In a statement, the St. Louis Fed told users of its public economic data and analysis tools that the bank discovered the breach in April. The bank said hackers compromised the domain name registrar, which sends traffic to the St. Louis Fed, and were able to redirect users to "phony" sites.
The fake websites were designed to look like the web pages of services provided by the Federal Reserve Bank of St. Louis. The attack compromised the Internet's routing system, known as the domain name system (DNS).
"As is common with these kinds of DNS attacks, users who were redirected to one of these phony websites may have been unknowingly exposed to vulnerabilities that the hackers may have put there, such as phishing, malware and access to user names and passwords," the agency said in a statement.
A spokeswoman for the Federal Reserve Bank of St. Louis told the New York Times that she did not yet know who was behind the attacks.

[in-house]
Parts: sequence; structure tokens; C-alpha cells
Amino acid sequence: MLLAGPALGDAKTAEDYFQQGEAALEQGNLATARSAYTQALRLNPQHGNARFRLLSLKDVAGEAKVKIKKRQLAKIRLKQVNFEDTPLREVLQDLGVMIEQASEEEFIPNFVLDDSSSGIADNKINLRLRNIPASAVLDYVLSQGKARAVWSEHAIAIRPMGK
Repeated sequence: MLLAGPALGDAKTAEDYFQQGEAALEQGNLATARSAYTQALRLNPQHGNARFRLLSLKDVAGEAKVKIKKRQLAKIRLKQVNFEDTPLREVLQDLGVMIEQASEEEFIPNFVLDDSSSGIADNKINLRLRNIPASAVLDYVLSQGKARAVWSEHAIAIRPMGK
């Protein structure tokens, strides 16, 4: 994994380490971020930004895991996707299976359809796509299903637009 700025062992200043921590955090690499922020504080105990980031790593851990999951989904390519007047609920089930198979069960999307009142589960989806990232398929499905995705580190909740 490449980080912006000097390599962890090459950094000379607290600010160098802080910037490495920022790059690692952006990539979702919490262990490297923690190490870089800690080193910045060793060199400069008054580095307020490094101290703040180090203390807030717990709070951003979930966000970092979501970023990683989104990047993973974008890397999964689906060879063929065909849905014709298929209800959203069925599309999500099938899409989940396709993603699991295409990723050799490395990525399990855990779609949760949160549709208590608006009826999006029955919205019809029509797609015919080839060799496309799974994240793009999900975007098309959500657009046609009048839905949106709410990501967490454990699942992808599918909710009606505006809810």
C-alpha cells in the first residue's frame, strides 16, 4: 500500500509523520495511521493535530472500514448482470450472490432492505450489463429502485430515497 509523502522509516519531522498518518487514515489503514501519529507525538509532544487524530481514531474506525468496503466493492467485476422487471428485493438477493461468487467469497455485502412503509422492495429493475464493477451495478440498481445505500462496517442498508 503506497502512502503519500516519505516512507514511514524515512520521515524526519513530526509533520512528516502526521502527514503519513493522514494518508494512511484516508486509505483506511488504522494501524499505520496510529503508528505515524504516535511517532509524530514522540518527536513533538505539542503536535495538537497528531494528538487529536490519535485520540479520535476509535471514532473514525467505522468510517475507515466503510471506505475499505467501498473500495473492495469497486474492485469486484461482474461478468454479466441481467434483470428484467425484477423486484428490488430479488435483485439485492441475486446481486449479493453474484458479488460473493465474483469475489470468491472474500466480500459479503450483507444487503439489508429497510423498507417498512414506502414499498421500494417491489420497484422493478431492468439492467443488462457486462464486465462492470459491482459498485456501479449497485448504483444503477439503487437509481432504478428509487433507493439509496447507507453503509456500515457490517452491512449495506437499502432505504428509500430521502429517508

The bank's website itself was not compromised, the bank said. Essentially, hackers were targeting not the site, but its users, security experts explained.
"Unless hackers were really into some serious economic research, the likely target of this attack was not the [bank's] data, but rather the users of this data," said Igor Baikalov, chief scientist at cyber threat data firm Securonix, in a statement.
The hackers could have gained valuable personal information from the hack that could be used in more sophisticated attacks, said Dave Jevans, the chairman of the Anti-Phishing Working Group.
"Great way to phish the passwords and email addresses of bankers and currency traders," Jevans told the New York Times. "Since people reuse passwords, this is a ready font of juicy data to attack all users of the Fed's data."
DNS attacks require more skill than typical hacks and have become increasingly popular among cyber crooks, especially in the last six months.
"Domain hijacking and web address network re-directing is a huge problem, getting worse and nearly impossible to prevent from a target company perspective," Brad Taylor, CEO of computer security firm Proficio, said in a statement.
The St. Louis Fed is one of 12 regional Federal Reserve Banks. Together, they help determine the country's monetary policy. The St. Louis branch's focus is on economic research and data.